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December 12

Thursday, December 12th, 2019

THIS IS NOT A CHRISTMAS DEVOTION!!! You can check my #ChristmasChallenge devotion on my other blog.

My title for this devotion is Love vs Wrath/Justice.

I’ve been reading the past couple of weeks in the book of Jeremiah. (Yeah…zzzzz). Least at times it felt like that. I’m not denigrating God’s Word; it’s just that some parts of it are hard to stick with. But in between these seemingly incredibly long moments of sheer boredom are nuggets of gold.

For instance, one of the hardest qualities for people to grasp is God’s wrath and justice. “Give me a God of love!” we say. And while I prefer the God of love, I’m also highly aware that God is a God of wrath and justice.  He has to be. Just like a parent needs to be a parent of love, he must also be a parent who disciplines and is not happy with some of the actions of the child. Sometimes discipline is called for, even punishment, if rules are broken or hurtful actions are taken.

Let me give you an example from Scripture. “Behold the storm of Lord! Wrath has gone forth, a whirling tempest; it will burst upon the head of the wicked. The fierce eyes of the Lord will not turn back until he has executed and accomplished the intentions of his mind.” (Jer.30:23-24)

Then just a few verses later in Jeremiah 31:3 God says, “I have loved you with an everlasting love, therefore I have continued my faithfulness to you.”

Wrath. Justice. Love. They go hand-in-hand. And most definitely they do in God’s case. I’ll let you work that out in your own mind.

“Father, you are a God of wrath, of justice, and of love. There is no contradiction there. Help me to see how they work in tandem in my own life-helping me to make right choices, correcting me when I don’t, but always loving me.”

December 10

Tuesday, December 10th, 2019

My title for this devotion is Bright Lights vs Dim Light.

One of the most beautiful scenes of Christmas is a decorated house. Even better, a house of lights with music! 🙂  (Check out the multiple entries for this). The lights transform a dull, dingy exterior into a wonderland of beauty. In our house, one of our traditions is a Christmas tree (now of the artificial variety) that goes up on Thanksgiving Day and stays up until sometime after Christmas. It doesn’t just stay up; it stays on. That’s right. 24/7. The lights on the tree are never off. Growing up our lights were on Christmas morning when we came downstairs and then each subsequent evening. I suspect some of that was economically and safety-driven since both were suspect back then, but with the advent of smaller bulbs which don’t get hot or have you see your electric meter going nuts, ours stay on all day. We have certainly come a long way from the first lights on a tree…candles. Of course, many a house burned down back then. 🙁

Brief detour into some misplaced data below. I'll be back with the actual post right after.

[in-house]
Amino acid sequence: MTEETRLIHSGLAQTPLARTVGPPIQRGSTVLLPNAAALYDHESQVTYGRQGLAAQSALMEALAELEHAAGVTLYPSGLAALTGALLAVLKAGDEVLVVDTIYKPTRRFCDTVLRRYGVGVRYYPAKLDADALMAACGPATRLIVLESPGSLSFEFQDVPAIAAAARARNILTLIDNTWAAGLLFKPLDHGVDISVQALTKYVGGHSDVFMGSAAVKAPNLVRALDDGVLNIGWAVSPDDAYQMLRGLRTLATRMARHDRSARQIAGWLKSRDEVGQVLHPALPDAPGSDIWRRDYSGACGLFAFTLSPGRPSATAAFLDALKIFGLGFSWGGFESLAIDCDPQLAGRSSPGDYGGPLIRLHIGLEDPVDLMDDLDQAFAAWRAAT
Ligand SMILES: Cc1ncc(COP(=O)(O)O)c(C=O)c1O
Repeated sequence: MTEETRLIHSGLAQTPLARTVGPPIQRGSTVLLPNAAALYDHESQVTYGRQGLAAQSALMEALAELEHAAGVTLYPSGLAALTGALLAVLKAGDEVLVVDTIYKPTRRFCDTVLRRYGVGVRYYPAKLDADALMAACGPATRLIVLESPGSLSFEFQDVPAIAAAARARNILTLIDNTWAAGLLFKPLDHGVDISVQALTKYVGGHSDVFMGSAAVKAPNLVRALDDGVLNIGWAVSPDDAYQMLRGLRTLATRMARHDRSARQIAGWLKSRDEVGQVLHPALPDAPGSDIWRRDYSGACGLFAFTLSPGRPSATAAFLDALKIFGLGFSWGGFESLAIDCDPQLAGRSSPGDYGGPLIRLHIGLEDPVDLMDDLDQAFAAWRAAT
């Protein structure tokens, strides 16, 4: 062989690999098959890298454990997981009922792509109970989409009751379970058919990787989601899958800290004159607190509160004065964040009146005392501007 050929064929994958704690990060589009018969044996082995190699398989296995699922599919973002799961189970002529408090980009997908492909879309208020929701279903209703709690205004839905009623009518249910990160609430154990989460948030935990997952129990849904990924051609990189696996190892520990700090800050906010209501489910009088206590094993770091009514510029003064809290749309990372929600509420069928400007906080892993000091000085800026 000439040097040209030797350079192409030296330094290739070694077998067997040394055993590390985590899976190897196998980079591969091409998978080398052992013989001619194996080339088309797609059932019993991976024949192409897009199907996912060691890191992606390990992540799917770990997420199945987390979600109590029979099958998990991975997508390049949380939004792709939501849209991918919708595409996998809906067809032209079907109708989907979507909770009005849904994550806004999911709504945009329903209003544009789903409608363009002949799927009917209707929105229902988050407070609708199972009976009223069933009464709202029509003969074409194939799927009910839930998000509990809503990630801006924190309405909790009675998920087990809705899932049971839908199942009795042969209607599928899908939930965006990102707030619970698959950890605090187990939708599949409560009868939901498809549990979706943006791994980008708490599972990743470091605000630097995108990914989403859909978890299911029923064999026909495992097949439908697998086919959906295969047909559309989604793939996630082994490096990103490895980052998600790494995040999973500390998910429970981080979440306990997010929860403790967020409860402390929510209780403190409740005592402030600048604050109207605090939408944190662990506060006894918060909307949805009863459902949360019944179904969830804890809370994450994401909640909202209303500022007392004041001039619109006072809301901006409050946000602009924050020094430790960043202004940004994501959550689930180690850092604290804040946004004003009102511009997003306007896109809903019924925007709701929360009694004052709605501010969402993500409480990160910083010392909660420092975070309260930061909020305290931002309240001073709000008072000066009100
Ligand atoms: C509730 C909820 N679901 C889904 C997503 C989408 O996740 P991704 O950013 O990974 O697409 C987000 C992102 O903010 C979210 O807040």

The light displays are as numerous as the houses, as is the amount of work put into the display. Each year a local florist puts lights on their giant outside tree. I keep forgetting to ask him if he puts them up and takes them down or just unplugs them.

But those lights pale in comparison to “the Light of the World.” In John 8:12 Jesus calls Himself “the Light of the world.” If you are a Christ-follower the light of Christ has shown into your heart. Why not share that light with someone else this Christmas? Brighten their world.

“Father, your light transforms even the darkest scene and the darkest night. May your light shine in me and then through me to others.”

December 9

Monday, December 9th, 2019

My title for this devotion is Lasting vs Passing.

It is not unusual to hear or say-and I have-that Thanksgiving should be and is to be more than one day out of the year. Thanksgiving should be 24/7/365. The inference (although it is more than just inferred or implied) is that the spirit of Thanksgiving is so dominant in us that it weaves its way into every day of the year.

What would that mean if I said, “Christmas ought to be every day of the year? Does that mean we ought to have candy and cookies and eggnog and gifts and the other trappings of Christmas all year ’round? (I can say you will have a hard time with me saying no when it involves chocolate. But I digress… 🙂 )